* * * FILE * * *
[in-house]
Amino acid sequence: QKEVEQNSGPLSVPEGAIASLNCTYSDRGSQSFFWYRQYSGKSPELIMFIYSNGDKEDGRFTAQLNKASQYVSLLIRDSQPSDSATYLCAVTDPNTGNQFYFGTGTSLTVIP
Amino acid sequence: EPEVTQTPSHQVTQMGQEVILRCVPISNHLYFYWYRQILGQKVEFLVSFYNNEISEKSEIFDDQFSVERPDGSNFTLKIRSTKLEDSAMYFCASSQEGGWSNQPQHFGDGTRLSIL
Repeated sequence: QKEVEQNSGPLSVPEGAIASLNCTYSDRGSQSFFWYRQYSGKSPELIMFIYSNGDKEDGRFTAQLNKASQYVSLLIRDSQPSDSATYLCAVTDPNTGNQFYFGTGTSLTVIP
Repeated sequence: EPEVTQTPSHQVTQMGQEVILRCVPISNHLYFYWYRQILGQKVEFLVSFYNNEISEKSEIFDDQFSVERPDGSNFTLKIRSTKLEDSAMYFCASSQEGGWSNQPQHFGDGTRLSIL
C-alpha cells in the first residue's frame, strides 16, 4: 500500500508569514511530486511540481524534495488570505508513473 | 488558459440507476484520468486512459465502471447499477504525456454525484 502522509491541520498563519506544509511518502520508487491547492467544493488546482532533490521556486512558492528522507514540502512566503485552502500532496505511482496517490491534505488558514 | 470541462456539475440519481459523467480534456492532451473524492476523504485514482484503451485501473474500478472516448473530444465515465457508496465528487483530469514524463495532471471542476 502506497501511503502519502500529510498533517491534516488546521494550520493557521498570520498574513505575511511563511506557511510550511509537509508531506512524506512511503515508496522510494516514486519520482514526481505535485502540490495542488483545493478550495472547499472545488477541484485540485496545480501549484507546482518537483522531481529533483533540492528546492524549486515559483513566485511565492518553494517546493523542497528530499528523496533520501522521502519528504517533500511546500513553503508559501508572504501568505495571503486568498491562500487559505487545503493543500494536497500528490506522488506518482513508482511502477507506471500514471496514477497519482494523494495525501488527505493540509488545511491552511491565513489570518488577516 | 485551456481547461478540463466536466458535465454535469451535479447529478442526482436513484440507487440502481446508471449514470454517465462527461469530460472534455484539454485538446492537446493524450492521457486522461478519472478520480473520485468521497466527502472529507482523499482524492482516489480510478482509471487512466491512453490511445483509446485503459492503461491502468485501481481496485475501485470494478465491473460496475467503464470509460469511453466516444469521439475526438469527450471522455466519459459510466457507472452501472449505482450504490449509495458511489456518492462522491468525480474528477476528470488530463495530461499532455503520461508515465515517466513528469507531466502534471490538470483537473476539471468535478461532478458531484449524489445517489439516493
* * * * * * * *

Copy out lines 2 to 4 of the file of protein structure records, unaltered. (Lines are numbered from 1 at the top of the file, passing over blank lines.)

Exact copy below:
Amino acid sequence: QKEVEQNSGPLSVPEGAIASLNCTYSDRGSQSFFWYRQYSGKSPELIMFIYSNGDKEDGRFTAQLNKASQYVSLLIRDSQPSDSATYLCAVTDPNTGNQFYFGTGTSLTVIP
Amino acid sequence: EPEVTQTPSHQVTQMGQEVILRCVPISNHLYFYWYRQILGQKVEFLVSFYNNEISEKSEIFDDQFSVERPDGSNFTLKIRSTKLEDSAMYFCASSQEGGWSNQPQHFGDGTRLSIL
Repeated sequence: QKEVEQNSGPLSVPEGAIASLNCTYSDRGSQSFFWYRQYSGKSPELIMFIYSNGDKEDGRFTAQLNKASQYVSLLIRDSQPSDSATYLCAVTDPNTGNQFYFGTGTSLTVIP